Prescription Drug Addiction among Teens Portland ME

Prescription drugs are very commonly sold on the street like other illegal drugs as well. Some teens even think a prescription drug, regardless of whom it was prescribed to be safer than an ordinary street drug. Cynthia may take her brother’s ADHD medicine to curb her appetite because she had been told how bad diet pills could be. Cynthia thought the ADHD drug would be safer.

Portland VA Clinic
(207) 771-3500
73 Washington Avenue
Portland, ME
Services Provided
Substance abuse , Buprenorphine Services
Types of Care
Outpatient

Data Provided by:
Catholic Charities Maine
(207) 775-5671x5320
250 Anderson Street
Portland, ME
Services Provided
Substance abuse
Types of Care
Outpatient
Special Programs/Groups
Adolescents, Persons with co-occurring mental and substance abuse disorders, Women, DUI/DWI offenders, Criminal justice clients
Language Services
ASL or other assistance for hearing impaired, French

Data Provided by:
Top of the Hill Counseling
(207) 780-8999
142 High Street
Portland, ME
Services Provided
Substance abuse
Types of Care
Outpatient
Special Programs/Groups
DUI/DWI offenders

Data Provided by:
Transitions Counseling Inc
(888) 773-8886
222 Saint John Street
Portland, ME
Services Provided
Substance abuse
Types of Care
Outpatient

Data Provided by:
Community Substance Abuse Centers
(207) 221-2292
2300 Congress Street
Portland, ME
Services Provided
Substance abuse , Detoxification, Methadone Maintenance, Methadone Detoxification
Types of Care
Outpatient
Special Programs/Groups
Pregnant/postpartum women, Women
Language Services
ASL or other assistance for hearing impaired

Data Provided by:
Serenity House Inc
(207) 774-2722
30 Mellen Street
Portland, ME
Services Provided
Substance abuse , Halfway house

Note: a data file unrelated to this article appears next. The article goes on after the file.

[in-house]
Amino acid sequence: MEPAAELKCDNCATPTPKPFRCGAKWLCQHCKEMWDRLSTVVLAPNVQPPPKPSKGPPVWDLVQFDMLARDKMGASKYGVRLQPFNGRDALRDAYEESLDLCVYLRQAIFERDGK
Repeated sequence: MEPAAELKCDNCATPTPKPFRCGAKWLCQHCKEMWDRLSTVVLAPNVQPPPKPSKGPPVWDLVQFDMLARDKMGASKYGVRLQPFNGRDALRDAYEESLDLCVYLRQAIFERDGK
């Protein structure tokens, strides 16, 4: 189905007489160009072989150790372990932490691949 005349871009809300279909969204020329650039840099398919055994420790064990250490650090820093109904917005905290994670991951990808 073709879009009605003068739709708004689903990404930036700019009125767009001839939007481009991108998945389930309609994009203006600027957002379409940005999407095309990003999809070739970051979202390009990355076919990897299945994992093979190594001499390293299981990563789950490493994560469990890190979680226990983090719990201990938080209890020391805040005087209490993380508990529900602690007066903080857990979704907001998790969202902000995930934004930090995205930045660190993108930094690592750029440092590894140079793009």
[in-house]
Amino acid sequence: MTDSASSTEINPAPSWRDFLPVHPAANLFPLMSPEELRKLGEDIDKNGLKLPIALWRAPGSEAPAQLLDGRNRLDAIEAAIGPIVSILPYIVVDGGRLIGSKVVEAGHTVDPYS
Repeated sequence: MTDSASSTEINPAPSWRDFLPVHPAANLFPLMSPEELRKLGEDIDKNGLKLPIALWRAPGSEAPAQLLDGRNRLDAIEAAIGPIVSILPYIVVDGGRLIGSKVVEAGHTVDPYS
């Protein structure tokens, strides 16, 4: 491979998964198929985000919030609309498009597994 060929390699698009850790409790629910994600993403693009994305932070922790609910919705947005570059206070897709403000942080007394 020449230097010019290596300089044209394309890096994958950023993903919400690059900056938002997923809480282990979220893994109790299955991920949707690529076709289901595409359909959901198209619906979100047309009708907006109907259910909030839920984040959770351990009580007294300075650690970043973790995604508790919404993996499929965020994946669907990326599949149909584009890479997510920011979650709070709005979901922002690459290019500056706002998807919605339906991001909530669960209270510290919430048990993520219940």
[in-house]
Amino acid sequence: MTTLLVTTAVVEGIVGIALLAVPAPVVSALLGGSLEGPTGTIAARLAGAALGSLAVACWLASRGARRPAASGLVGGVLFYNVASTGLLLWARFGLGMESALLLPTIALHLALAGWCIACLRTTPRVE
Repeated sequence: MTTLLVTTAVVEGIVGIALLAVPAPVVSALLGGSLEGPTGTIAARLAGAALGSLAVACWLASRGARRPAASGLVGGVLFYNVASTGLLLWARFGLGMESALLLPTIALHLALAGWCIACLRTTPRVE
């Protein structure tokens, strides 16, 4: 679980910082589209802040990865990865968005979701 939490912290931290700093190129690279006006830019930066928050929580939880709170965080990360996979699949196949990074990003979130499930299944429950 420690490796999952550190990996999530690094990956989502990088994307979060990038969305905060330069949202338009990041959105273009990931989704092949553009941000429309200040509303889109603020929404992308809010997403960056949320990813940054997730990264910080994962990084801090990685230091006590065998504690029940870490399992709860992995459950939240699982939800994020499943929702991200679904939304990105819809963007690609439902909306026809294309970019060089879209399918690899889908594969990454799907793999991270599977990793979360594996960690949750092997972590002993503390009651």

Types of Care
Residential long-term treatment (more than 30 days)
Special Programs/Groups
Men

Data Provided by:
Access Team
(207) 780-0020
576 Saint John Street
Portland, ME
Services Provided
Substance abuse , Buprenorphine Services
Types of Care
Outpatient
Special Programs/Groups
Persons with co-occurring mental and substance abuse disorders, Women, Men, Criminal justice clients
Language Services
ASL or other assistance for hearing impaired

Data Provided by:
City of Portland/Portland Public Hlth
(207) 874-8445
20 Portland Street
Portland, ME
Services Provided
Substance abuse
Types of Care
Outpatient
Language Services
ASL or other assistance for hearing impaired

Data Provided by:
YAI
(207) 874-1060
54 Maple Street
Portland, ME
Services Provided
Substance abuse , Halfway house, Buprenorphine Services
Types of Care
Residential short-term treatment (30 days or less), Residential long-term treatment (more than 30 days)
Language Services
ASL or other assistance for hearing impaired

Data Provided by:
Crossroads for Women
(207) 773-9931
66 Pearl Street
Portland, ME
Services Provided
Substance abuse , Buprenorphine Services
Types of Care
Outpatient
Special Programs/Groups
Pregnant/postpartum women, Women, DUI/DWI offenders

Data Provided by:
Data Provided by:

Prescription Drug Addiction among Teens

For a variety of reasons prescription drugs are used by teens in all parts of the world. Some teens may think that the drugs will assist them to have more excitement or to be happier, or to lose weight. Because family members could have the prescription, these drugs can be easier to get than street drugs. Prescription drugs are very commonly sold on the street like other illegal drugs as well. Some teens even think a prescription drug, regardless of whom it was prescribed to be safer than an ordinary street drug. Cynthia may take her brother’s ADHD medicine to curb her appetite because she had been told how bad diet pills could be. Cynthia thought the ADHD drug would be safer. After all, it was prescribed by a doctor for her brother - - but not for her - - and not for the condition in which she is taking the ADHD drug. Prescription drugs are only safe for the people who actually have prescriptions for them. A doctor has examined the person and told them exactly how to take the drug, and most likely, the person has also been told those things to avoid while taking the drug such as alcohol or other medications. Cynthia would most likely not have the same type of information and may combine this drug with another substance that could cause her significant health problems and/or even death. Cynthia did not know that taking her brother’s ADHD medicine was also illegal. Taking drugs without a prescription – or sharing a prescription drug with friends – is breaking the law.

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